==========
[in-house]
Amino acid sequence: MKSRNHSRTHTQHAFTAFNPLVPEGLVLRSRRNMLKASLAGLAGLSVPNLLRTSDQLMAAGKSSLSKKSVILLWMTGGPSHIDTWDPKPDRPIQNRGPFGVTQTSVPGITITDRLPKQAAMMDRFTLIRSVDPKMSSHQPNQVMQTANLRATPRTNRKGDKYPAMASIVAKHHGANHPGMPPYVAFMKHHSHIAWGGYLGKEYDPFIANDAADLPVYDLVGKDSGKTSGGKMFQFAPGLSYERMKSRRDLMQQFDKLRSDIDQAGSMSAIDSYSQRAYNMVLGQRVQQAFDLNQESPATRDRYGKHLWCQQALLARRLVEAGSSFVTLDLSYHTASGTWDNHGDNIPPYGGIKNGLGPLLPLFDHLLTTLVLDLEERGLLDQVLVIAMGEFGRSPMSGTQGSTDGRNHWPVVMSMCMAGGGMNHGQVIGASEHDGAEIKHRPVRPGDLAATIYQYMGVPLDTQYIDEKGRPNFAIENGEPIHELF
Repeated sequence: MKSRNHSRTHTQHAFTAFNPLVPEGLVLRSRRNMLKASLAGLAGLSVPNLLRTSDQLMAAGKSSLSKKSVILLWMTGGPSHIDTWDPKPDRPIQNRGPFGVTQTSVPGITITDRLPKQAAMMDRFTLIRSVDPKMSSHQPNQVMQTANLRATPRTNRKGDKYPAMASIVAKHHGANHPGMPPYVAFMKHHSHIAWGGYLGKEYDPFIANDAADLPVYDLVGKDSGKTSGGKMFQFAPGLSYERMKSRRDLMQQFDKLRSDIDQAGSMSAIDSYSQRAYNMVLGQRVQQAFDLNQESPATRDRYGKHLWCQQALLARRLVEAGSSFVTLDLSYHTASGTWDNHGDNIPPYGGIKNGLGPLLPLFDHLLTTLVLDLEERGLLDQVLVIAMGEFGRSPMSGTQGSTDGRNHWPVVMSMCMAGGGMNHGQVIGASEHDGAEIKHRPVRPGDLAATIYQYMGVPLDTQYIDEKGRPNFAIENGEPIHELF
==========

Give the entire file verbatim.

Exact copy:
[in-house]
Amino acid sequence: MKSRNHSRTHTQHAFTAFNPLVPEGLVLRSRRNMLKASLAGLAGLSVPNLLRTSDQLMAAGKSSLSKKSVILLWMTGGPSHIDTWDPKPDRPIQNRGPFGVTQTSVPGITITDRLPKQAAMMDRFTLIRSVDPKMSSHQPNQVMQTANLRATPRTNRKGDKYPAMASIVAKHHGANHPGMPPYVAFMKHHSHIAWGGYLGKEYDPFIANDAADLPVYDLVGKDSGKTSGGKMFQFAPGLSYERMKSRRDLMQQFDKLRSDIDQAGSMSAIDSYSQRAYNMVLGQRVQQAFDLNQESPATRDRYGKHLWCQQALLARRLVEAGSSFVTLDLSYHTASGTWDNHGDNIPPYGGIKNGLGPLLPLFDHLLTTLVLDLEERGLLDQVLVIAMGEFGRSPMSGTQGSTDGRNHWPVVMSMCMAGGGMNHGQVIGASEHDGAEIKHRPVRPGDLAATIYQYMGVPLDTQYIDEKGRPNFAIENGEPIHELF
Repeated sequence: MKSRNHSRTHTQHAFTAFNPLVPEGLVLRSRRNMLKASLAGLAGLSVPNLLRTSDQLMAAGKSSLSKKSVILLWMTGGPSHIDTWDPKPDRPIQNRGPFGVTQTSVPGITITDRLPKQAAMMDRFTLIRSVDPKMSSHQPNQVMQTANLRATPRTNRKGDKYPAMASIVAKHHGANHPGMPPYVAFMKHHSHIAWGGYLGKEYDPFIANDAADLPVYDLVGKDSGKTSGGKMFQFAPGLSYERMKSRRDLMQQFDKLRSDIDQAGSMSAIDSYSQRAYNMVLGQRVQQAFDLNQESPATRDRYGKHLWCQQALLARRLVEAGSSFVTLDLSYHTASGTWDNHGDNIPPYGGIKNGLGPLLPLFDHLLTTLVLDLEERGLLDQVLVIAMGEFGRSPMSGTQGSTDGRNHWPVVMSMCMAGGGMNHGQVIGASEHDGAEIKHRPVRPGDLAATIYQYMGVPLDTQYIDEKGRPNFAIENGEPIHELF